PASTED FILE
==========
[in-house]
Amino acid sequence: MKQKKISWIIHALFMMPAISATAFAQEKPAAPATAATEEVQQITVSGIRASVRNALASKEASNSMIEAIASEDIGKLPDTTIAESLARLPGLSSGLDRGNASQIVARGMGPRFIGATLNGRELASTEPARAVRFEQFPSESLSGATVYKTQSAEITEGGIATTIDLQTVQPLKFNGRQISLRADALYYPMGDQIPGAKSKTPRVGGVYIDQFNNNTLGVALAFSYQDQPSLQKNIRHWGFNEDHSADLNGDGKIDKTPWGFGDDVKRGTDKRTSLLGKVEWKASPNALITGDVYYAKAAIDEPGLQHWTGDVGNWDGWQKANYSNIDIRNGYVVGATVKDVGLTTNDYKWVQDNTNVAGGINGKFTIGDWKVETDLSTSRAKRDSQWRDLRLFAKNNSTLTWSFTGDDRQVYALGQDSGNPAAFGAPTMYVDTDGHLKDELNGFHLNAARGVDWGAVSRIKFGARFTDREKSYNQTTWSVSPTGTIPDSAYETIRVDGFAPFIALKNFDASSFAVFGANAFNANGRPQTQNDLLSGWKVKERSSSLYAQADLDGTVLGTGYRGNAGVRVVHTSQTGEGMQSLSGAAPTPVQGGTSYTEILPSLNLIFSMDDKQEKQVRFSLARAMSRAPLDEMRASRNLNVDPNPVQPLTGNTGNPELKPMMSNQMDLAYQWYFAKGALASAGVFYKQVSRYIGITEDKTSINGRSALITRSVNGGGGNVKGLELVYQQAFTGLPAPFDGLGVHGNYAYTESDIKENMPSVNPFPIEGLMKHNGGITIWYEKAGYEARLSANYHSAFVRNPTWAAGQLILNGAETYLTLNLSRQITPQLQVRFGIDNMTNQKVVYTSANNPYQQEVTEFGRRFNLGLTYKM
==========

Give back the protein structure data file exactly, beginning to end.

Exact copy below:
[in-house]
Amino acid sequence: MKQKKISWIIHALFMMPAISATAFAQEKPAAPATAATEEVQQITVSGIRASVRNALASKEASNSMIEAIASEDIGKLPDTTIAESLARLPGLSSGLDRGNASQIVARGMGPRFIGATLNGRELASTEPARAVRFEQFPSESLSGATVYKTQSAEITEGGIATTIDLQTVQPLKFNGRQISLRADALYYPMGDQIPGAKSKTPRVGGVYIDQFNNNTLGVALAFSYQDQPSLQKNIRHWGFNEDHSADLNGDGKIDKTPWGFGDDVKRGTDKRTSLLGKVEWKASPNALITGDVYYAKAAIDEPGLQHWTGDVGNWDGWQKANYSNIDIRNGYVVGATVKDVGLTTNDYKWVQDNTNVAGGINGKFTIGDWKVETDLSTSRAKRDSQWRDLRLFAKNNSTLTWSFTGDDRQVYALGQDSGNPAAFGAPTMYVDTDGHLKDELNGFHLNAARGVDWGAVSRIKFGARFTDREKSYNQTTWSVSPTGTIPDSAYETIRVDGFAPFIALKNFDASSFAVFGANAFNANGRPQTQNDLLSGWKVKERSSSLYAQADLDGTVLGTGYRGNAGVRVVHTSQTGEGMQSLSGAAPTPVQGGTSYTEILPSLNLIFSMDDKQEKQVRFSLARAMSRAPLDEMRASRNLNVDPNPVQPLTGNTGNPELKPMMSNQMDLAYQWYFAKGALASAGVFYKQVSRYIGITEDKTSINGRSALITRSVNGGGGNVKGLELVYQQAFTGLPAPFDGLGVHGNYAYTESDIKENMPSVNPFPIEGLMKHNGGITIWYEKAGYEARLSANYHSAFVRNPTWAAGQLILNGAETYLTLNLSRQITPQLQVRFGIDNMTNQKVVYTSANNPYQQEVTEFGRRFNLGLTYKM